Ethics and the Limits of Philosophy
by Bernard Williams
Harvard University Press, 230 pp., $7.95 (paper)
This is a powerful, original, and deeply interesting work and many will find it a disturbing one. For it is calculated to unsettle more radically than has been done before the belief, cherished for so long and by so many, that philosophy can furnish or discover rational foundations for ethical thought, or can at least provide some acceptable systematic theory that could determine how, in thinking ethically, we should think if we are to think correctly.
Williams differs from most of his predecessors and contemporaries in emphasizing the irreducible variety and complexity of ethical thought, and the extent to which it is obscured by fictions and myths and marked by conflict and uncertainty, leaving much to personal decision. These are things often obscured by philosophers in their pursuit of unity and system, and in their ambition to impose on ethical thought an inappropriate structure of discursive rationality and impersonal principle. So in Williams’ view, philosophy has not only done for ethical thought far less than it has often claimed to do, but it has also done much to damage it.
Williams writes with great understanding of the history of moral philosophy and is sensitive to aspects of it not seen or so imaginatively explored by others. He has an enviable grasp of its increasingly complex literature and in the course of this short book he throws a fresh and revealing light on a very wide range of philosophical thought. He does this equally well for philosophers with whom he has most sympathy, and in particular for Aristotle, as for others, like his contemporary R.M. Hare and the nineteenth-century philosopher Henry Sidgwick, whose different defenses of utilitarian ethical theory, dissected here with much acumen and vivacity, seem to him to rest upon and to foster some distinctive aberrations of modern moral philosophy. So in reading this book I had the exhilarating sensation of the mist clearing from many patches in this well-trodden, but still obscure, philosophical terrain.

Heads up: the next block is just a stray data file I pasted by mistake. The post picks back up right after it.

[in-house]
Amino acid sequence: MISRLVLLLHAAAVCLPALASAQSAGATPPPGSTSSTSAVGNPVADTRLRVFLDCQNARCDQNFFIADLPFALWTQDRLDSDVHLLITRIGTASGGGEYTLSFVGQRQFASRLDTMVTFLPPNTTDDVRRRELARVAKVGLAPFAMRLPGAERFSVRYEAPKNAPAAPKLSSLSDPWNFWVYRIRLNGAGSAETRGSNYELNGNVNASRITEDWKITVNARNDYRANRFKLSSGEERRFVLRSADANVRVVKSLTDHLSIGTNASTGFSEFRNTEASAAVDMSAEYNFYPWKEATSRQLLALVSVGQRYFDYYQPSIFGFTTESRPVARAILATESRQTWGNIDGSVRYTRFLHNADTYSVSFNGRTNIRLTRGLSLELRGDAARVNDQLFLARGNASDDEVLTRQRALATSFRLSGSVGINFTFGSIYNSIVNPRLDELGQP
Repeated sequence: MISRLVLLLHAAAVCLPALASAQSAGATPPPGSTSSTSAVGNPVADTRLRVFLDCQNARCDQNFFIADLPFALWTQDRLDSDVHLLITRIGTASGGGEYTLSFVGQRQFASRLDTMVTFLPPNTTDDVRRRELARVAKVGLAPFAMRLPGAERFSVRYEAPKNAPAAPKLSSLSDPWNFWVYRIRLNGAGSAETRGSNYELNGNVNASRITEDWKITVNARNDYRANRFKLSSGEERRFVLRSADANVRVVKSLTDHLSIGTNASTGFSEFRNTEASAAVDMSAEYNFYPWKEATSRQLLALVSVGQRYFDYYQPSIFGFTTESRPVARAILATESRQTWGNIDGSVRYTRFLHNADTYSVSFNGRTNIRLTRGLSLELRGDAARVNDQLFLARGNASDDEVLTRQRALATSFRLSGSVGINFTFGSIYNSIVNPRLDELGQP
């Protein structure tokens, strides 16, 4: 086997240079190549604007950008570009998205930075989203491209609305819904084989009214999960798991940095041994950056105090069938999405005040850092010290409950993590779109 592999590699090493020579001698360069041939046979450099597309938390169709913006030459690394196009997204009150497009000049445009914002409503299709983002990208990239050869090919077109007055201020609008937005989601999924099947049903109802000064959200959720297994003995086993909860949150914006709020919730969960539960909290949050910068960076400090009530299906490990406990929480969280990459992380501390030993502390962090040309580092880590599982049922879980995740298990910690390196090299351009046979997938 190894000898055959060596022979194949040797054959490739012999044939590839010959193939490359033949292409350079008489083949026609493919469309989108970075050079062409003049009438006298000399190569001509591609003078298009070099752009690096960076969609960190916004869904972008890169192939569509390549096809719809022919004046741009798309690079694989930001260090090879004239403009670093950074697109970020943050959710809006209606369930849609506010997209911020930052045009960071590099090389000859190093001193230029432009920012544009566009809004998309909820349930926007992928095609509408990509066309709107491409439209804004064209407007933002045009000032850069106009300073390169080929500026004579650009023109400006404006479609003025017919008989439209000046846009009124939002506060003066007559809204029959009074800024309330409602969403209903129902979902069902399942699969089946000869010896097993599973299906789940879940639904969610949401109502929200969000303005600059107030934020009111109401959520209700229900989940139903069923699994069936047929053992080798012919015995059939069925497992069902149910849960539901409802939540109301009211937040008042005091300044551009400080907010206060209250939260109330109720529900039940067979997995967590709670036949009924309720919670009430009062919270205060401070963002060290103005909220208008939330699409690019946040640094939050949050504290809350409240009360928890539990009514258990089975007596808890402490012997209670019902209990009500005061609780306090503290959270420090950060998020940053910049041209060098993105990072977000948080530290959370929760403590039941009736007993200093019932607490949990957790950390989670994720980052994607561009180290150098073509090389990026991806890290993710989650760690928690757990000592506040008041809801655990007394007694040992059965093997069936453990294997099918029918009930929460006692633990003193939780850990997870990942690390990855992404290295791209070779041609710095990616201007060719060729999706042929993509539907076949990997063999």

But this is not an easy book, and I find it difficult to endorse the claim on the jacket of the English edition that it can be followed by readers without philosophical training. It is true that Williams writes without unexplained technicalities and often with clarity and wit, and his considerable philosophical scholarship does not intrude upon his text but appears in twenty pages of valuable discursive notes at the end of the book. Nonetheless much that he writes needs, as well as deserves, to be read more than once. Often this is because the slant of his attention and the insights he offers are novel; sometimes it is because he writes in an extraordinarily condensed, almost epigrammatic, style which leaves important implications to be worked out by the reader, not always (for me at least) with adequate guidance.
But there is also a difficulty of a quite different kind which many may encounter in reading this book. This arises not from any omission on the author’s part, but from his austere …